Abstract Ref: 

James H Mahon, Oisín Hannigan, Maeve Hennessy, Ronan O’Toole, Paul Claffey,
Nessa Fallon, Georgina Steen, Irina Tomita, MC Casey, JB Walsh, Kevin McCarroll
Bone Health Unit, Medicine for the Elderly Directorate, St. James’s Hospital, Dublin 8, Ireland

Background: Hyperparathyroidism is associated with increased bone turnover and fractures.
We aimed to determine its prevalence in patients attending our osteoporosis clinic,
and investigate relationships between their serum calcium, vitamin D, bone turnover markers,
bone mineral density (BMD), DXA T-scores and fracture history.

Methods: We identified records from 2003–2017, collecting data on parameters above,
and parathyroid imaging. Normal calcium level defined as 2.35–2.50 nmol/litre; normal
vitamin D =/> 50 nmol/litre; normal PTH < 2.65 pg/ml.

Results: 7624 patients; 364 (4.77%) had elevated PTH; 27 with incomplete data
excluded. Of remaining 337, 294 female, 43 male; median age 76, mean T-score spine
−2.6, mean T-score hip −2.4; overall osteoporosis prevalence 68.8%; 19% had prior hip
fracture, 49% vertebral, and 21% Colles.
16 with eGFR < 30 ml/min excluded. Of the remaining 321, 53 (16.5%) hypercalcaemic,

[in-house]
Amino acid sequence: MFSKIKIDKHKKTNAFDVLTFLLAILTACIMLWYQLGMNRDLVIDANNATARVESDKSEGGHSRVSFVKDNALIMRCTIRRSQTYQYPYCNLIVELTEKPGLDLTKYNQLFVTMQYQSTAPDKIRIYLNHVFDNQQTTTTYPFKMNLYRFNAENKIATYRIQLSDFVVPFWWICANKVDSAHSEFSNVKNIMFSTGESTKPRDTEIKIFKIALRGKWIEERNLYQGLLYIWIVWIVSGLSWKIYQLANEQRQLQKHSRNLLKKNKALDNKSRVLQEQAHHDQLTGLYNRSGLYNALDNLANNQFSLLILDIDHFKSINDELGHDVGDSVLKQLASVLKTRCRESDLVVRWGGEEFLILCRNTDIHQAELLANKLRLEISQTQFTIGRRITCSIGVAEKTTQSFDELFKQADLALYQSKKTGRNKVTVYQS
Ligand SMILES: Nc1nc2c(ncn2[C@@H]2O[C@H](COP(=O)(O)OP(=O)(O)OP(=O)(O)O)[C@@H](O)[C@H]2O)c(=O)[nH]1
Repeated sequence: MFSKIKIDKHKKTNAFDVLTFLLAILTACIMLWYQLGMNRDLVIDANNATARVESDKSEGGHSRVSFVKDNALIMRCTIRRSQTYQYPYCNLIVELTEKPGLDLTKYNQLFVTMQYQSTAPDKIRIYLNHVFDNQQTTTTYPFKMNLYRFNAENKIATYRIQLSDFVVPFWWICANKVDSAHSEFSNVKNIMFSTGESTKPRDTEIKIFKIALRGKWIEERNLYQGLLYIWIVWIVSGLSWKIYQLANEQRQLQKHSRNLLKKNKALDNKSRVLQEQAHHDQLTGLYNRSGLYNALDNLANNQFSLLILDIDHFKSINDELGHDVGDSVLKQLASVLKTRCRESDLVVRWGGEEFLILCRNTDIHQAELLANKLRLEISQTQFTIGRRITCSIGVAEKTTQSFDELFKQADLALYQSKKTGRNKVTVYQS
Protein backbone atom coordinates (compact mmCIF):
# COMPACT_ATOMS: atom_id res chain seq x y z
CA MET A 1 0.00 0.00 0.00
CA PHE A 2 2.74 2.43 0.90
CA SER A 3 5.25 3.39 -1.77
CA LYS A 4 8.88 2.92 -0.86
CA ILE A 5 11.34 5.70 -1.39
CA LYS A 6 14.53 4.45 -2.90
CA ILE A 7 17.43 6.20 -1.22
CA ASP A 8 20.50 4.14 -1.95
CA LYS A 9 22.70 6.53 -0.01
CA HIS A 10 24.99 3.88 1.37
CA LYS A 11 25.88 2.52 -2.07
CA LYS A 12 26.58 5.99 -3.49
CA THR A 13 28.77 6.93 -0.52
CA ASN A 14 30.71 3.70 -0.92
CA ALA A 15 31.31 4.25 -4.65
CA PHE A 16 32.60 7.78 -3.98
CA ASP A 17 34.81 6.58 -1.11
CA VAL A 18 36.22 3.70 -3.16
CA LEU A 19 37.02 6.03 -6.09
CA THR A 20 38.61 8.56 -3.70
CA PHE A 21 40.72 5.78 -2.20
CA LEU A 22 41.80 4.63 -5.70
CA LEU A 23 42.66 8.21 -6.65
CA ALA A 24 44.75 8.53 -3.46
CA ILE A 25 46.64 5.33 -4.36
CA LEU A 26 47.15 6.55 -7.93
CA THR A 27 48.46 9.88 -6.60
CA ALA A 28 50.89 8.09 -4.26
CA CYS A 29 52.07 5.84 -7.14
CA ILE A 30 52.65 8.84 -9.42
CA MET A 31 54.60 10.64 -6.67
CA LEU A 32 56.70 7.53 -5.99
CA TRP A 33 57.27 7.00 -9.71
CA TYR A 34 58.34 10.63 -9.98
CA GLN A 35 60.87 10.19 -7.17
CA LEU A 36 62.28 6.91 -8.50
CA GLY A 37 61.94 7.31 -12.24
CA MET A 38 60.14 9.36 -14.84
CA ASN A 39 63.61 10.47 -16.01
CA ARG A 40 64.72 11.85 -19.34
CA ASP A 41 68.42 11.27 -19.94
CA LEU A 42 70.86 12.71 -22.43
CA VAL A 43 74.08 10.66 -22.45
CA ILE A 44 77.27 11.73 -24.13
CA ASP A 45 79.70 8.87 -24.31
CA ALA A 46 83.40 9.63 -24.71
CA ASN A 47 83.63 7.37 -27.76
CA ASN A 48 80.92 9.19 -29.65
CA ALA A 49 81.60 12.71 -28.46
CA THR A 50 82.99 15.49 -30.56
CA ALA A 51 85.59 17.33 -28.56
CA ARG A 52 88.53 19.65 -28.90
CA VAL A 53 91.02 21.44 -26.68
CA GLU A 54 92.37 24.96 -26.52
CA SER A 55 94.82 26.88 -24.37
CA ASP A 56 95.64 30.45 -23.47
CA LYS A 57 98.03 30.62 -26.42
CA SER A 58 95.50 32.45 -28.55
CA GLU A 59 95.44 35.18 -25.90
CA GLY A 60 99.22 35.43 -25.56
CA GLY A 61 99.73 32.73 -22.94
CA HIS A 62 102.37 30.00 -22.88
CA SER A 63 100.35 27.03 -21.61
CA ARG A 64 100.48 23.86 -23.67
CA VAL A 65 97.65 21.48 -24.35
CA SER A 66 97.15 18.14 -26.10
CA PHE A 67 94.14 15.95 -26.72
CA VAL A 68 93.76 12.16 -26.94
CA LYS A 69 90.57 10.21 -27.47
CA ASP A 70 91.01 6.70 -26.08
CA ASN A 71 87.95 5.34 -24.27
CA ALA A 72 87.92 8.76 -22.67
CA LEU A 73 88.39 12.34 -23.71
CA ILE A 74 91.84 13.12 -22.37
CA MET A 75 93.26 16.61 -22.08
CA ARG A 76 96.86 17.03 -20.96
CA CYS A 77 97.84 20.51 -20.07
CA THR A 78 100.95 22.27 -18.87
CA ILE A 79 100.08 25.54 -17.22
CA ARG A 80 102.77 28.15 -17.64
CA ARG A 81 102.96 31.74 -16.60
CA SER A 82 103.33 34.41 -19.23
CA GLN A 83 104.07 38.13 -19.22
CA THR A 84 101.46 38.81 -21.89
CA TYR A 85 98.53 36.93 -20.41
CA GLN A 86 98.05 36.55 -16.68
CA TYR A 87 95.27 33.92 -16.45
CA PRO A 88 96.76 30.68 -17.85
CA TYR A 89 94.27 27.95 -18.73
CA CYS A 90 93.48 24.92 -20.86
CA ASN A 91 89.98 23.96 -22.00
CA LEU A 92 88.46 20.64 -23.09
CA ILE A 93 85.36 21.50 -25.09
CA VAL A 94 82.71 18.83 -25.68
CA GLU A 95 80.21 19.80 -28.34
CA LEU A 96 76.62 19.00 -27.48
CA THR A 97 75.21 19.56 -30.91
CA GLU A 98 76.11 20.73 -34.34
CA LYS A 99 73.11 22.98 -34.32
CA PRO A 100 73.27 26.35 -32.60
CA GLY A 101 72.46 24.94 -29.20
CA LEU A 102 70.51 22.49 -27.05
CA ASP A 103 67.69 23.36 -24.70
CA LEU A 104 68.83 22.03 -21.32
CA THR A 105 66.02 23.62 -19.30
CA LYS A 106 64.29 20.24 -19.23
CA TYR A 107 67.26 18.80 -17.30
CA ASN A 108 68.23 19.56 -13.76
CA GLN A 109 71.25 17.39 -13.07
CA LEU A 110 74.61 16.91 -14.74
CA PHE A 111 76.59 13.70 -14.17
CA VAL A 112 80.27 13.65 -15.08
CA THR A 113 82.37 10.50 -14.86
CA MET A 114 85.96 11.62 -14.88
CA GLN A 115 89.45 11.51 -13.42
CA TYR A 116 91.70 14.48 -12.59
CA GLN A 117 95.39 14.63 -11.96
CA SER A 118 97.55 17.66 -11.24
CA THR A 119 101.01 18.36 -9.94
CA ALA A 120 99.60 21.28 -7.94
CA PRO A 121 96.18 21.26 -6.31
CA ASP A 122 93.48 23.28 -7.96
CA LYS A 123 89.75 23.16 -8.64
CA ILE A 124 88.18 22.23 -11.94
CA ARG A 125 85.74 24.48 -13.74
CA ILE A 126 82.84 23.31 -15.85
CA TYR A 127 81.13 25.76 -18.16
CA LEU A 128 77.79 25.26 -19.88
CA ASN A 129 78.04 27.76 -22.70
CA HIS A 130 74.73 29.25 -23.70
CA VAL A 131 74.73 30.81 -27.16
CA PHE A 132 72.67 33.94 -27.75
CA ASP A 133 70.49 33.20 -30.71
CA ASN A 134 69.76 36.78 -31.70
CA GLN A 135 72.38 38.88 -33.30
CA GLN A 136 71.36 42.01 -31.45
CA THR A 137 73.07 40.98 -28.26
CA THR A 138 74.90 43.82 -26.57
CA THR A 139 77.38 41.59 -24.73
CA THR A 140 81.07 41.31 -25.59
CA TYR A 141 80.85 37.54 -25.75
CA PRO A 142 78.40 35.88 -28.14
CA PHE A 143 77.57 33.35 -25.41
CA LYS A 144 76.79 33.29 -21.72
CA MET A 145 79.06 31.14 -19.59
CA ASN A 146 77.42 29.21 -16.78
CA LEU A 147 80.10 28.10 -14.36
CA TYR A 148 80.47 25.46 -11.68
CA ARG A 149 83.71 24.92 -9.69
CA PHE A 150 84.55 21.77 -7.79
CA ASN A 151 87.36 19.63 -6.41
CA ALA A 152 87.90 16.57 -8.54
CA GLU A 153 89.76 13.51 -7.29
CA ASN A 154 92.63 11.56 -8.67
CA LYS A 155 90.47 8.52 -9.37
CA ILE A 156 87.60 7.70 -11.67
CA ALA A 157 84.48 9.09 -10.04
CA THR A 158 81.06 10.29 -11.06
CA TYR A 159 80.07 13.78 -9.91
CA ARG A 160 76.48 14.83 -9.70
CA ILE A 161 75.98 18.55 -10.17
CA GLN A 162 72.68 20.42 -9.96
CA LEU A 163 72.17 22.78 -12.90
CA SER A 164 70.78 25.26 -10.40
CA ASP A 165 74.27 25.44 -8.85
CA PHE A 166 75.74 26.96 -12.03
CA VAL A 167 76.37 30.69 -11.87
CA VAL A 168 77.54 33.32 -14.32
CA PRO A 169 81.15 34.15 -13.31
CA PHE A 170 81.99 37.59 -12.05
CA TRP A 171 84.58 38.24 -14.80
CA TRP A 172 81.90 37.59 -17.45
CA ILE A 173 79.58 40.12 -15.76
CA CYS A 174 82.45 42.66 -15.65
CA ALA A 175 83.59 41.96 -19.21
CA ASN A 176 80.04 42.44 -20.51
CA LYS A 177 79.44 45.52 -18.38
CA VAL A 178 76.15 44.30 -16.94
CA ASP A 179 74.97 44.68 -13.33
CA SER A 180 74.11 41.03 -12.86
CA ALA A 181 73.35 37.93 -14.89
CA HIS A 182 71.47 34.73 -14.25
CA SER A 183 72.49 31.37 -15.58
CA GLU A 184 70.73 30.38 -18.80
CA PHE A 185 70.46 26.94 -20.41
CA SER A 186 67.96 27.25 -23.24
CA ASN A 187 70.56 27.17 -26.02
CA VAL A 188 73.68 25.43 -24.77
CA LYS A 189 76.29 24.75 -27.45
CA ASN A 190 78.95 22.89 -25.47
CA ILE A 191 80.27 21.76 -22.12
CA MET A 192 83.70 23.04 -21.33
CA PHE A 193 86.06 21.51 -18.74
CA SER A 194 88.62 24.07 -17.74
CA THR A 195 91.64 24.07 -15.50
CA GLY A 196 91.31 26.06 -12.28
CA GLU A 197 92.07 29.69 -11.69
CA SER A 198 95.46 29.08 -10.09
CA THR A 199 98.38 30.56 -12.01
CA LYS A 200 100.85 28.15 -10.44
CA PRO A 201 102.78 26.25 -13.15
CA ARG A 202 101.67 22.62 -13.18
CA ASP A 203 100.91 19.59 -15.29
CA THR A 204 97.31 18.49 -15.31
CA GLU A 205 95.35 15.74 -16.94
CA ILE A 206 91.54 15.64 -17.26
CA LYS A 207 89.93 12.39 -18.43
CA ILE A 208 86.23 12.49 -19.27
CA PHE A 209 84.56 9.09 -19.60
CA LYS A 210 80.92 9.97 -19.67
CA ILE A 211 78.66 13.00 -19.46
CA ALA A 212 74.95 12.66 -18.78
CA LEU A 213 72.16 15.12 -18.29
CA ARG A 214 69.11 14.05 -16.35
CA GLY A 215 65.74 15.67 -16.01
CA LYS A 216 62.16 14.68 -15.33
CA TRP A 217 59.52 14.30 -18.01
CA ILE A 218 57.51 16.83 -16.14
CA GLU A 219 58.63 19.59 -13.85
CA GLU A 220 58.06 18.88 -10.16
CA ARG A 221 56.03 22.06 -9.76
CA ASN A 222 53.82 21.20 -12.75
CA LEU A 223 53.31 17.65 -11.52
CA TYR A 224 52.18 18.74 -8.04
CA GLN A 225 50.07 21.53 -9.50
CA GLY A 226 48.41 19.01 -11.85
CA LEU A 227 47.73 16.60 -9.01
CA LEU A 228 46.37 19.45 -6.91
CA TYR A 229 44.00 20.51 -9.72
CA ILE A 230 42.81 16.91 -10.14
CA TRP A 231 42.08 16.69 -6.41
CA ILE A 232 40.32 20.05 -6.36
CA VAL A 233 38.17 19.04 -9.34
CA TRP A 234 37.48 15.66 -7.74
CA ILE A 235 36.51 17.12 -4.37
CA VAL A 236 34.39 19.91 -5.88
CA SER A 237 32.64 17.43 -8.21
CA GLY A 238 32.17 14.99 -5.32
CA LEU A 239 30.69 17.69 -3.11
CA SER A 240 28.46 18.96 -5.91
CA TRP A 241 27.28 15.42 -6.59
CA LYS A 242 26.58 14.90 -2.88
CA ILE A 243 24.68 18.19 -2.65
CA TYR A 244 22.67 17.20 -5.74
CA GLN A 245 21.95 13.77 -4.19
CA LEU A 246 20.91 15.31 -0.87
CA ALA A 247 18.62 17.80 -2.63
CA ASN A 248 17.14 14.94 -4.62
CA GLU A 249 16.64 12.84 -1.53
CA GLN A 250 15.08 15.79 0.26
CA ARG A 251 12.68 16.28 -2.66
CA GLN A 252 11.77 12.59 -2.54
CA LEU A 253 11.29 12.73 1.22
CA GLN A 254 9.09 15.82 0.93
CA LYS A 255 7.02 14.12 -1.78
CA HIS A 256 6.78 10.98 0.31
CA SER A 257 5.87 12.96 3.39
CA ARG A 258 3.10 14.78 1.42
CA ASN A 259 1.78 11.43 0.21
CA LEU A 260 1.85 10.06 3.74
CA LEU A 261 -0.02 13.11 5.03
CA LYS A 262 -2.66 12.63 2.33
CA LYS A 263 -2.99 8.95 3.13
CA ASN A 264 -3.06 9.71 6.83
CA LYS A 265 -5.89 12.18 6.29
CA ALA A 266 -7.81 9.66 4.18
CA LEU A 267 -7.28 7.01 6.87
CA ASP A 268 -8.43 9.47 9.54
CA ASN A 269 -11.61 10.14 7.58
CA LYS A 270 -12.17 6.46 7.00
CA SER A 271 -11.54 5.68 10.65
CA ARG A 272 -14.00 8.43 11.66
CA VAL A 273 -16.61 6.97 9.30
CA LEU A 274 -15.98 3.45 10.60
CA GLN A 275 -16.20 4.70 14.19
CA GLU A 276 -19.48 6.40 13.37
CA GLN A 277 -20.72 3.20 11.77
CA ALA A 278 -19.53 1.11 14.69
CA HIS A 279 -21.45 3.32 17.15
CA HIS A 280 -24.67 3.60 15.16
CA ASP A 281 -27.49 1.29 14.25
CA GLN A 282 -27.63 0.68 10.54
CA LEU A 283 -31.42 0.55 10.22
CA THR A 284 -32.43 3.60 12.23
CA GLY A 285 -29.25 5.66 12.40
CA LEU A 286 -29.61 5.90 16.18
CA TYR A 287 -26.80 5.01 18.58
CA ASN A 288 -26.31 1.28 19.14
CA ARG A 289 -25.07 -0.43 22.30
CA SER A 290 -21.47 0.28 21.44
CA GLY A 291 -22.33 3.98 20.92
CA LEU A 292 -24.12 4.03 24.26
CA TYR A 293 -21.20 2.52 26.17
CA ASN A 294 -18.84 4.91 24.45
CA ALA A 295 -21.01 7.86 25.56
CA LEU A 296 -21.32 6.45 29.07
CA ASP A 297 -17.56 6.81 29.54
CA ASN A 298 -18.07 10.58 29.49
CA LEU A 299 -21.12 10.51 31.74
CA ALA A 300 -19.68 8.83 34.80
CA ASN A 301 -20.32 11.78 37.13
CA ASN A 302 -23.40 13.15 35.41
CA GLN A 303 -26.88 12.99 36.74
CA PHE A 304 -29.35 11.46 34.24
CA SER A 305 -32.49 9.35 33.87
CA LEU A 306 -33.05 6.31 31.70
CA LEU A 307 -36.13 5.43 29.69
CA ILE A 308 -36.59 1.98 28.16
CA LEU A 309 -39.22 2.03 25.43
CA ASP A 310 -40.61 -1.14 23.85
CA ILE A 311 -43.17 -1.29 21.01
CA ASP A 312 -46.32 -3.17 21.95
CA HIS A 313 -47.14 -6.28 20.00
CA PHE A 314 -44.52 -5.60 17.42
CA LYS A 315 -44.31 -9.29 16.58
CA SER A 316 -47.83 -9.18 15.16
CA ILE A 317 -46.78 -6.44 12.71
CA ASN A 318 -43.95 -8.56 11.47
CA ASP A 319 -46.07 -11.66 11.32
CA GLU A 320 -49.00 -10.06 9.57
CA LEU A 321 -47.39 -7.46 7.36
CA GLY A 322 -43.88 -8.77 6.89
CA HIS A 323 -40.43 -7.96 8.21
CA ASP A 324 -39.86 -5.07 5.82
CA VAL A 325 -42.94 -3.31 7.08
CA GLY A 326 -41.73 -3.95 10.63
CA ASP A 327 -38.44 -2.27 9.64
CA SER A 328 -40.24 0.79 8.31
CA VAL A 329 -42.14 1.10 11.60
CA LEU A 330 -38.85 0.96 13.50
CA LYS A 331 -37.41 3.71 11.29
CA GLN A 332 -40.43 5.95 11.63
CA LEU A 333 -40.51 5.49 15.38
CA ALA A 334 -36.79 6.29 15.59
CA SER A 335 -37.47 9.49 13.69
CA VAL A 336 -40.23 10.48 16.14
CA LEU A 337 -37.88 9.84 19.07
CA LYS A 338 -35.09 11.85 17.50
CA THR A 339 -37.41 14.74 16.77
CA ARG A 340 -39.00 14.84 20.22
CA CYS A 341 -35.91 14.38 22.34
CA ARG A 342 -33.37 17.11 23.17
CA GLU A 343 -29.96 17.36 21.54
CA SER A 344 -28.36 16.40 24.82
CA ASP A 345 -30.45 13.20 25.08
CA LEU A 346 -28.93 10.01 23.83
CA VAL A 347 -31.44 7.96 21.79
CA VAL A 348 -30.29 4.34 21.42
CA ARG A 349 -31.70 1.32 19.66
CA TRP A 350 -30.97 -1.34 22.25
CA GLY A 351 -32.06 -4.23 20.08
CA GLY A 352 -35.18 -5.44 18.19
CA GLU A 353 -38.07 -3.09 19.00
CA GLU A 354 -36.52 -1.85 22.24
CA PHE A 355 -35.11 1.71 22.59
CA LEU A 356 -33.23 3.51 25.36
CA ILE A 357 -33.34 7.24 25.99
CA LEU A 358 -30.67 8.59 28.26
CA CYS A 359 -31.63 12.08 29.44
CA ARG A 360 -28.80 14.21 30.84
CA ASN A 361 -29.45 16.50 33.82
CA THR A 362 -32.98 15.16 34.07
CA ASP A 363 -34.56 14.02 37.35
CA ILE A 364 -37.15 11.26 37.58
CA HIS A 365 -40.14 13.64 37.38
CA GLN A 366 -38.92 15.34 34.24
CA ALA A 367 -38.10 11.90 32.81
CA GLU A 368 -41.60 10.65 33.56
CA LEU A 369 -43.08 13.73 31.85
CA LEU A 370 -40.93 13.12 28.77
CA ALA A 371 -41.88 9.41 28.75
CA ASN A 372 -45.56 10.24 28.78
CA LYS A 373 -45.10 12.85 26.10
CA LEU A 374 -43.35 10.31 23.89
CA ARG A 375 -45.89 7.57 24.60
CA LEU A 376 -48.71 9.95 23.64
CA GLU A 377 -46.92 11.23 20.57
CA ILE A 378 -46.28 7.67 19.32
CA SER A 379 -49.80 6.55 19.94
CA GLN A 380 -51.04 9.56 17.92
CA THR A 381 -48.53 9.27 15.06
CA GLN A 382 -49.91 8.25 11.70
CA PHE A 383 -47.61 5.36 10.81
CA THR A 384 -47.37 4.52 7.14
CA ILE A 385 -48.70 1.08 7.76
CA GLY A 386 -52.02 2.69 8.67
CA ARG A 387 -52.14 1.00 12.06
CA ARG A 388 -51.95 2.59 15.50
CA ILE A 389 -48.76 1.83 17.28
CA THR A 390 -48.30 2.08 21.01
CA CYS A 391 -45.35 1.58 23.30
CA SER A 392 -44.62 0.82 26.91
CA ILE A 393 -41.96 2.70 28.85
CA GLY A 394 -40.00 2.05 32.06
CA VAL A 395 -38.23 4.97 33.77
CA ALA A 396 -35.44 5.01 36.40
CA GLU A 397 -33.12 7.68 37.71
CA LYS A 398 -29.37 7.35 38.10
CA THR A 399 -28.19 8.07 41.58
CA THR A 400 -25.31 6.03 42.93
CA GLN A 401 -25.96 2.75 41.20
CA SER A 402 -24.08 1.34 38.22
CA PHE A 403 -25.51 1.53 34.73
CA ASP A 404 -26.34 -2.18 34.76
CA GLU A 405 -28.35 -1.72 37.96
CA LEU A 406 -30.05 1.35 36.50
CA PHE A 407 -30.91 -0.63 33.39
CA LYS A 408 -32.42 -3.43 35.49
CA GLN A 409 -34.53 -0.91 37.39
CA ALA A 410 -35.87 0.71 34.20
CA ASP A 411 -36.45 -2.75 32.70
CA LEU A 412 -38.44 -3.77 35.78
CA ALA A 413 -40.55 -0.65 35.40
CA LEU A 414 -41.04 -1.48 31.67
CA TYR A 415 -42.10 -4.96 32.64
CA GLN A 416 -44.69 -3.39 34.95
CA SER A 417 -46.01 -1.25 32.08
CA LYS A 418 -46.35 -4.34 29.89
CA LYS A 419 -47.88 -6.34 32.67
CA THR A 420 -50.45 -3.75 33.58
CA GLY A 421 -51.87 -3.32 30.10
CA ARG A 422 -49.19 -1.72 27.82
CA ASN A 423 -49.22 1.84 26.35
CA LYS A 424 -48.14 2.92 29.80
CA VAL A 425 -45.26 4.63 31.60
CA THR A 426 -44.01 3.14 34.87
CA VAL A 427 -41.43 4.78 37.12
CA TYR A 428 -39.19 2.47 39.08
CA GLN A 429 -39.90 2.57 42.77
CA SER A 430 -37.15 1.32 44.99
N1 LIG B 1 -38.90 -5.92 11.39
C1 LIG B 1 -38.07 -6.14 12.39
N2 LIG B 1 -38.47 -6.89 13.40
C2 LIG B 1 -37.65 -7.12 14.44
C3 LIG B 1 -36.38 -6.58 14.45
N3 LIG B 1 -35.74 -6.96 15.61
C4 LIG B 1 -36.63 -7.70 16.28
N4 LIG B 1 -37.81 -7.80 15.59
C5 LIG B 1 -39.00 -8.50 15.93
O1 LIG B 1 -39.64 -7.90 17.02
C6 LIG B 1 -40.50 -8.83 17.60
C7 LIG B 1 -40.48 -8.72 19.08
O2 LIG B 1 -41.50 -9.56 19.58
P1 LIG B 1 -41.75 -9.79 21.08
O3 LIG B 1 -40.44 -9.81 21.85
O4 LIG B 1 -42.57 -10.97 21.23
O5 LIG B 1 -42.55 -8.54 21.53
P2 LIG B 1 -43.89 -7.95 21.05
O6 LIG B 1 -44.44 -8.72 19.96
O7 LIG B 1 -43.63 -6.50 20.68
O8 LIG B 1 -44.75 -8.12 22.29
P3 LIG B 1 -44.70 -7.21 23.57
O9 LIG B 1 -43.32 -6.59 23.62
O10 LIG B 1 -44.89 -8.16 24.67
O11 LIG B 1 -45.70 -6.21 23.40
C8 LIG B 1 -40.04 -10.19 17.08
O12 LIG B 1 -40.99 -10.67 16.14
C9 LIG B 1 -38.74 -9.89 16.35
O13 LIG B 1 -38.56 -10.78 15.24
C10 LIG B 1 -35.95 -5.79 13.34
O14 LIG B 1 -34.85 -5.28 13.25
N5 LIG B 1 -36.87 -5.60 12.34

69 (21.5% normocalcaemic and 199 (62%) hypocalcaemic. 182 had low vitamin D,
implying secondary hyperparathyroidism; 139 normal vitamin D, implying primary
Of 139 with likely primary hyperparathyroidism, we compared those with normal calcium
level to those with high calcium: No significant differences in BMD spine/hip,
prevalence of osteoporosis or fragility fracture. P1NP – a bone formation marker – was
significantly higher in normocalcaemic group (mean difference 17.483 ng/ml, p = 0.049).

57 patients had parathyroid ultrasound or isotope scans. 22 positive for adenoma; 35
negative. Scans significantly more likely to be positive in patients with high calcium compared
with normal calcium (likelihood ratio 5.671, p = 0.0173, ChiSquare test). 13 positive
scans were in patients with low vitamin D.

Conclusions: Patients with hyperparathyroidism were relatively older, osteoporotic and
had high prevalence of fractures, low serum calcium and vitamin D. Low vitamin D was
a poor negative predictor of adenoma. Although normocalcaemic patients were less likely
to have a radiologically-proven adenoma, they appeared to carry a similar risk of osteoporosis
and fracture as those with high calcium/adenoma.